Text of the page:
Last time in this column we talked about saying, "I don't know" if we really don't know.
It's also OK to say "No" when a request doesn't fit in with your priorities.
What the heck does that mean?
I think I'm getting a grasp. It's about organization.
We can try to do everything. That's a common desire of youth.
I recently heard students who were in the top 10 of their graduating class talk about their student activities. Many were in a number of clubs and on sports teams in high school.
One said, "I think I have been in other clubs, but that's all I can remember."
The case can be made that youth is wasted on the wrong people. That's not just a line from "It's a Wonderful Life."
As most teens come to understand, it's a big, wonderful world out there and we want to experience as much of it as possible.
Isn't that also behind the bucket list middle age folks talk about? People have a list of things they want to do before they kick the bucket.
One problem with trying to do it all is that it ends in frustration. You can try to ride everything at the amusement park and go home feeling like you have had a really fun day; but how awful to spend your life that way and at some point realize you've done a lot but accomplished little.
There is a scene in Peter Benchley's novel "The Deep" when the female lead is upset because her boyfriend has a lot of T-shirts from various places around the world but hasn't really done much of lasting consequence.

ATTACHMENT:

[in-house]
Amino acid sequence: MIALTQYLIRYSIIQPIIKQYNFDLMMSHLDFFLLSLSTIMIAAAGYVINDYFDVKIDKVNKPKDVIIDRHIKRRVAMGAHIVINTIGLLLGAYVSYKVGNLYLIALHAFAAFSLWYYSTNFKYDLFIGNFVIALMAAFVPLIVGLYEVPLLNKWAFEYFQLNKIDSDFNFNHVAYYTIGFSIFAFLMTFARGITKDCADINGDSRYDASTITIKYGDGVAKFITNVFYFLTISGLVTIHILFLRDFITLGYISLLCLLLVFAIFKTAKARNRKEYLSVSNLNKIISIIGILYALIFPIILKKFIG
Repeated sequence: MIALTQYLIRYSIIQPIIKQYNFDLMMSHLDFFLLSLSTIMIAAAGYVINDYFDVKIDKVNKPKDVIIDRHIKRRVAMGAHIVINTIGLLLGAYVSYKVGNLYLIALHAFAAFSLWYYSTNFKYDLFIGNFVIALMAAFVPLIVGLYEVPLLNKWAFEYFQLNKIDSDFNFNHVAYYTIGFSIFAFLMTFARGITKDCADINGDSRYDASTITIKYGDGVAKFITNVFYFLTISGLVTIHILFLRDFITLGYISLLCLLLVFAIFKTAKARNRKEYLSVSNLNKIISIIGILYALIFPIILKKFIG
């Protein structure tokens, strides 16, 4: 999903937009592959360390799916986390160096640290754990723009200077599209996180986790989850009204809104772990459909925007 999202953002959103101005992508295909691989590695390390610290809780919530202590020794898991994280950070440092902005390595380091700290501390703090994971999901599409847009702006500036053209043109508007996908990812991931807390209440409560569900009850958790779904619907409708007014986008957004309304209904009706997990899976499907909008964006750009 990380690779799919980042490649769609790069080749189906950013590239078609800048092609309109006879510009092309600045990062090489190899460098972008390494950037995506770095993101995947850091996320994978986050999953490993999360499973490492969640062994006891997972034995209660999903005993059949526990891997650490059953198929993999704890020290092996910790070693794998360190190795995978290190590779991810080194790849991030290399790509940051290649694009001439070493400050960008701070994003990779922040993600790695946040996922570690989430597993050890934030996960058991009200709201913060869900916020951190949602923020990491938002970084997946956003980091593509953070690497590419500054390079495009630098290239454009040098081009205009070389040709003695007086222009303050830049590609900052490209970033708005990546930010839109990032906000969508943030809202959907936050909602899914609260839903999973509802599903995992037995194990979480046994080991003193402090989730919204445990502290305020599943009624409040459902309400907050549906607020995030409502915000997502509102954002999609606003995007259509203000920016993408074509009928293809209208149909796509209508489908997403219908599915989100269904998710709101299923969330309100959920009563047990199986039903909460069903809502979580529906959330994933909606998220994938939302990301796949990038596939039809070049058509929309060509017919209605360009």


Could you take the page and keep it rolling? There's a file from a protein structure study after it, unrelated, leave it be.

Another problem with trying to do it all is that eventually you realize you don't have enough energy to do it all. You are forced to set priorities.
One of the greatest gifts my mother gave me was $3 and told me to go downtown and buy a calendar appointment book.
"You have too much going on and I can't keep track of it all," she said.
I was in high school and drove my folks' 1965 Dodge Coronet 440 to Andy's, "the store of a million items."
That day I bought my first appointment book. I used one every year until I discovered Google calendar.
I was 16 at the time and it revolutionized my life.
If we can't be in two places at the same time and we can't do it all, we have to prioritize and that is part of personal organization.
One man said, "If I won't let other people spend my money, why should I let them spend my time?"
Good question. Yet, that's what we do.
Like Ado Annie, too often we "cain't say no." Yet we must.
How can we find the courage?
Realize that if we take on too much, we will invariably not do our best and let someone down, usually someone we care about and respect.
Realize that we are as important as other people. I don't think I have ever offended anyone by saying no to their request. They might have been disappointed but not as disappointed as if I had made a commitment and then let them down.
I have started to practice this, by the way.
Not long ago I resigned from a very worthwhile organization, one which I joined 30 years ago. I paid my dues each year but I have not attended any meetings or supported the organization in any other way for probably a decade.
So, instead of sending in my dues this year, I wrote a nice note giving my resignation.
It won't be the last time I say no, I promise you.
And, it's rather liberating! It's good to know I am doing a better job of drilling down instead of juggling.